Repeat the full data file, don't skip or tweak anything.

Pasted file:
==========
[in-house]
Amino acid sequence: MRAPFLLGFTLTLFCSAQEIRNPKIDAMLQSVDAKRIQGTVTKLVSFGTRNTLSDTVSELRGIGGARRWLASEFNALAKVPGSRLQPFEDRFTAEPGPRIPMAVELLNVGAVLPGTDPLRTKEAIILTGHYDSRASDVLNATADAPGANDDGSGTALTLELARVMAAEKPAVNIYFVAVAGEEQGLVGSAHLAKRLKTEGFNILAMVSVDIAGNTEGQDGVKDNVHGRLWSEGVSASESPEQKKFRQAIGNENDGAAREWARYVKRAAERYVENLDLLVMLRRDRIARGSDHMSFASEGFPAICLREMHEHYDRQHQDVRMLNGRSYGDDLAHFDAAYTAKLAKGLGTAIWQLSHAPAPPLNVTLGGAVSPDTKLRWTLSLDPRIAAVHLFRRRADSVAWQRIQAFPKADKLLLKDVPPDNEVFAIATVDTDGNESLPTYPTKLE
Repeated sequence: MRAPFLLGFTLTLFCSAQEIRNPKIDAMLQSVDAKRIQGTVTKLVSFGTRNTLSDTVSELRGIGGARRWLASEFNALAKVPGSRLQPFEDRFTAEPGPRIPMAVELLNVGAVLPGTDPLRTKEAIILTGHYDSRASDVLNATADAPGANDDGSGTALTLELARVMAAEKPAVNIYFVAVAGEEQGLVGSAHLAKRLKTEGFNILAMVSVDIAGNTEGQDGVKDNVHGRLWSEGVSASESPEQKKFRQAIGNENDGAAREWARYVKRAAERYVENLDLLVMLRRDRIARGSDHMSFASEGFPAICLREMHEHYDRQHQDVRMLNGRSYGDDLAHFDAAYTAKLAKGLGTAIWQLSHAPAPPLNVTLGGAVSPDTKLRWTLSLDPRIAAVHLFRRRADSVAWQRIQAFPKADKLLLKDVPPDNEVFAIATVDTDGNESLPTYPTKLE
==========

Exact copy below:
[in-house]
Amino acid sequence: MRAPFLLGFTLTLFCSAQEIRNPKIDAMLQSVDAKRIQGTVTKLVSFGTRNTLSDTVSELRGIGGARRWLASEFNALAKVPGSRLQPFEDRFTAEPGPRIPMAVELLNVGAVLPGTDPLRTKEAIILTGHYDSRASDVLNATADAPGANDDGSGTALTLELARVMAAEKPAVNIYFVAVAGEEQGLVGSAHLAKRLKTEGFNILAMVSVDIAGNTEGQDGVKDNVHGRLWSEGVSASESPEQKKFRQAIGNENDGAAREWARYVKRAAERYVENLDLLVMLRRDRIARGSDHMSFASEGFPAICLREMHEHYDRQHQDVRMLNGRSYGDDLAHFDAAYTAKLAKGLGTAIWQLSHAPAPPLNVTLGGAVSPDTKLRWTLSLDPRIAAVHLFRRRADSVAWQRIQAFPKADKLLLKDVPPDNEVFAIATVDTDGNESLPTYPTKLE
Repeated sequence: MRAPFLLGFTLTLFCSAQEIRNPKIDAMLQSVDAKRIQGTVTKLVSFGTRNTLSDTVSELRGIGGARRWLASEFNALAKVPGSRLQPFEDRFTAEPGPRIPMAVELLNVGAVLPGTDPLRTKEAIILTGHYDSRASDVLNATADAPGANDDGSGTALTLELARVMAAEKPAVNIYFVAVAGEEQGLVGSAHLAKRLKTEGFNILAMVSVDIAGNTEGQDGVKDNVHGRLWSEGVSASESPEQKKFRQAIGNENDGAAREWARYVKRAAERYVENLDLLVMLRRDRIARGSDHMSFASEGFPAICLREMHEHYDRQHQDVRMLNGRSYGDDLAHFDAAYTAKLAKGLGTAIWQLSHAPAPPLNVTLGGAVSPDTKLRWTLSLDPRIAAVHLFRRRADSVAWQRIQAFPKADKLLLKDVPPDNEVFAIATVDTDGNESLPTYPTKLE